Indian Navy rescues people in cyclone-hit Bangladesh

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New Delhi, May 31 (IANS) The Indian Navy on Wednesday rushed two ships for relief and rescue operations in cyclone-hit Bangladesh, even as it continues relief operations in Sri Lanka.

Navy Chief Sunil Lanba said the Indian Navy had received a request for aid from Bangladesh and was prepared to respond to any humanitarian crisis in the Indian Ocean Region.

Navy spokesman, Captain D.K. Sharma said that INS Sumitra is already deployed and has rescued 33 Bangladeshis who were washed off the shore by the cyclone.

According to Navy officials, INS Sumitra was deployed off the Bangladesh coast when the crew spotted people floating and jumped in action to rescue them.

A P8-I maritime surveillance aircraft also scanned the area to ensure there were no more people in the waters.

Another ship INS Ghariyal left Visakhapatnam at 2 p.m. on Wednesday with relief material, and will reach Bangladesh on Thursday.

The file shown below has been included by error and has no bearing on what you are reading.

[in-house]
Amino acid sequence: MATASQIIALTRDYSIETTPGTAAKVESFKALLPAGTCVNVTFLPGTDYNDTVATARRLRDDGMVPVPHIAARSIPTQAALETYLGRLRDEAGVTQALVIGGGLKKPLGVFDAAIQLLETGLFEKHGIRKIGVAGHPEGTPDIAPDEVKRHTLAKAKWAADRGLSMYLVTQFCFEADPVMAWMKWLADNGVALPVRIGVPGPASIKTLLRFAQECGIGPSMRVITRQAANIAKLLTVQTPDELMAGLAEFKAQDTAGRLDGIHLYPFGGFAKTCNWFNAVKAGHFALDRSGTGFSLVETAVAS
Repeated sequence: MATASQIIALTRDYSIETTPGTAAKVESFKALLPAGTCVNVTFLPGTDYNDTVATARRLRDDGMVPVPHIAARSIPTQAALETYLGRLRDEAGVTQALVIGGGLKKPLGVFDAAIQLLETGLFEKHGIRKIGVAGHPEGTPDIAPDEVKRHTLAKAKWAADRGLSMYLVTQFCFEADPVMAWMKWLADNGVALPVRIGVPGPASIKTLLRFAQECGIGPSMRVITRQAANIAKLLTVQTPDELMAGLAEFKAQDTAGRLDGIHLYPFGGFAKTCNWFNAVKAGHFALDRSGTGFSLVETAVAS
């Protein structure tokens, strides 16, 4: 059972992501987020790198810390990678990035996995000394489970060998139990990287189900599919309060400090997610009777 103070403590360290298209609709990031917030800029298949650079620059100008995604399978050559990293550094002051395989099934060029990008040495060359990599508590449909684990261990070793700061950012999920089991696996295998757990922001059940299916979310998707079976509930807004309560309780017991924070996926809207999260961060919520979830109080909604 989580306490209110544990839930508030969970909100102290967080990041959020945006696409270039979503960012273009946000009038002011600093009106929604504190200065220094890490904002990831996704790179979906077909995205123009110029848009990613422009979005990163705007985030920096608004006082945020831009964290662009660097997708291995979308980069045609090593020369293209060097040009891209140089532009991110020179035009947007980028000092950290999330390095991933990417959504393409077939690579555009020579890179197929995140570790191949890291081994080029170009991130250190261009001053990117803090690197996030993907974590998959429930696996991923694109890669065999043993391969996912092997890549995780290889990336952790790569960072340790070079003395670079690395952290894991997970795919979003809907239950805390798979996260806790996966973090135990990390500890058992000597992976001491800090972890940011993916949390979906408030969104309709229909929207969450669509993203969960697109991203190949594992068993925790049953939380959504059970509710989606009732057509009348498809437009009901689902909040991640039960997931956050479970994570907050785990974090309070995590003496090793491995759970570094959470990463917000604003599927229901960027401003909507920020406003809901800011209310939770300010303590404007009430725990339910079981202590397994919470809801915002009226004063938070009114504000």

At the sidelines of a seminar here, Admiral Lanba said: “Today (Wednesday) morning we received a request from Bangladesh. We had one ship deployed off the coast of Bangladesh. She is already involved in the rescue of people… The second ship has sailed from Visakhapatnam with relief material.”

He said the Indian Navy was ready to handle all kinds of disaster response in the Indian Ocean Region.

“As severe weather phenomena are only to increase, each ship has an intrinsic capability of HADR (high availability disaster recovery). We are prepared for it.

“It will cover the wider Indian Ocean but there is a timeline within which you have to reach,” he said.

The search and rescue operation in Bangladesh is taking place south of Chittagong. Cyclone Mora had earlier caused havoc in Sri Lanka, killing at least 180.

“One of the rescued men had no pulse or heart beat but was revived and is currently on ventilator on board the ship,” a Navy official said.

India had sent three ships – INS Kirch, INS Shardul and INS Jalshwa for relief and rescue operations in Sri Lanka along with smaller boats, teams of divers, doctors and medical assistants, medicines, drinking water and other relief material.

–IANS

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